By Eva Barbarossa
I spent the summer of 2011 ferry-hopping. I stayed mostly at sea, spending time on a few of the islands for breaks from the sailing, and eventually hunkering down for a bit on Prince of Wales Island. I had never been out that way in the north Pacific, nor to Alaska. I'd flown over the Aleutians to reach the ferry, but islands from the air are never the same as islands from the sea.
I have a thing for ferries. I like the thrum of diesel, the salt-rust smell, the clank of heavy steel doors, the squeal of cranes. I like their purposefulness; ferries don't go to sea for pleasure. They’ve got something to do, somewhere to be; someone, surely, is depending on them.
I prefer the early mornings, when no one other than the crew has surfaced. I like to roam the decks, dressed warmly enough to plunk down wherever the best view is, out of sight of humans, just me, the ship, the sea, the expanse.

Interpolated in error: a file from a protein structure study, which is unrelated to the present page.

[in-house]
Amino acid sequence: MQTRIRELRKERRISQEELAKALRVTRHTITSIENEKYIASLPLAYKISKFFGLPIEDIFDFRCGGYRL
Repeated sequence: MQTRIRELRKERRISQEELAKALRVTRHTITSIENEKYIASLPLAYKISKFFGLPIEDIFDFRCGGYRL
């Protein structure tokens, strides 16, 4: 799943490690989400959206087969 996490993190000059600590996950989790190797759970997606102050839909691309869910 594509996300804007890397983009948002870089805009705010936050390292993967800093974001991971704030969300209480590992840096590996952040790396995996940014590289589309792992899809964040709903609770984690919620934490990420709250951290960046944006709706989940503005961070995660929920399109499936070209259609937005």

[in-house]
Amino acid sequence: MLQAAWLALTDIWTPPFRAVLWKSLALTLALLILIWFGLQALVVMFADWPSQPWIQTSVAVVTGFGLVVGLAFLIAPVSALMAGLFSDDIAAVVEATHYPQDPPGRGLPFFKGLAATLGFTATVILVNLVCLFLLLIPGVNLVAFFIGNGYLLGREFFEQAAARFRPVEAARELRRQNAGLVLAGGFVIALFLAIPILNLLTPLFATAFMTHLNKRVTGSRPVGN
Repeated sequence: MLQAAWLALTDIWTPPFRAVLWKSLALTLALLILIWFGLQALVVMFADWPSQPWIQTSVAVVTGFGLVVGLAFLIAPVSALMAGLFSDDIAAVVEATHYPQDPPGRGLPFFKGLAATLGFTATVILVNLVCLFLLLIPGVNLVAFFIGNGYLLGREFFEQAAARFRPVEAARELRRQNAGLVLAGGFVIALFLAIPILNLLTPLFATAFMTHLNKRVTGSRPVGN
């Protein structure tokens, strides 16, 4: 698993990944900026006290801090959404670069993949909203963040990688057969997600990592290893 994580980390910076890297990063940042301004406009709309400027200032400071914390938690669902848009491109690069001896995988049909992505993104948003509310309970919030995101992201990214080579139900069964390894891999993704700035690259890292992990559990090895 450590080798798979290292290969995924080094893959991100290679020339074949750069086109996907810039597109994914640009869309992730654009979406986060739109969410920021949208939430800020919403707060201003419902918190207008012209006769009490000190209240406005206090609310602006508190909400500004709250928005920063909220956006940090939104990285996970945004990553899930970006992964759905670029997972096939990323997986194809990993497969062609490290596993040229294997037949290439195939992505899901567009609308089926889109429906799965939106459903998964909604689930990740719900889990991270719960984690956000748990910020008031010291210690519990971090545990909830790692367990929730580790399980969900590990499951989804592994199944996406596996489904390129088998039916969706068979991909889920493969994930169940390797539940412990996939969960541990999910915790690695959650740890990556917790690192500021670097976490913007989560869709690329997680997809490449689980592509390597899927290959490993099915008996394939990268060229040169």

My first morning in the Aleutians, my first offshore in the north Pacific, held a strange blue green for a moment, changing to blue grey, the islands rising from the sea, coiled in mist. I saw no animals, no birds, save for these elegant beings erupting out of the sea, wrapped in diaphanous stoles, uncaring, beautiful, and deeply alive. They sang me songs, histories, lives, stories that drew me in, in a language I could not know or understand, but still I was mesmerized, in love, at peace, alone.
This first morning I knew I was not going home anytime soon, that home wasn’t where I’d come from anyway, that I wasn’t leaving, not the sea, not this space, not these places that are inhabited by creatures that are not human but are more than that.
Eva Barbarossa is a writer and scholar who spends a great deal of time on ferries. The photographs are hers.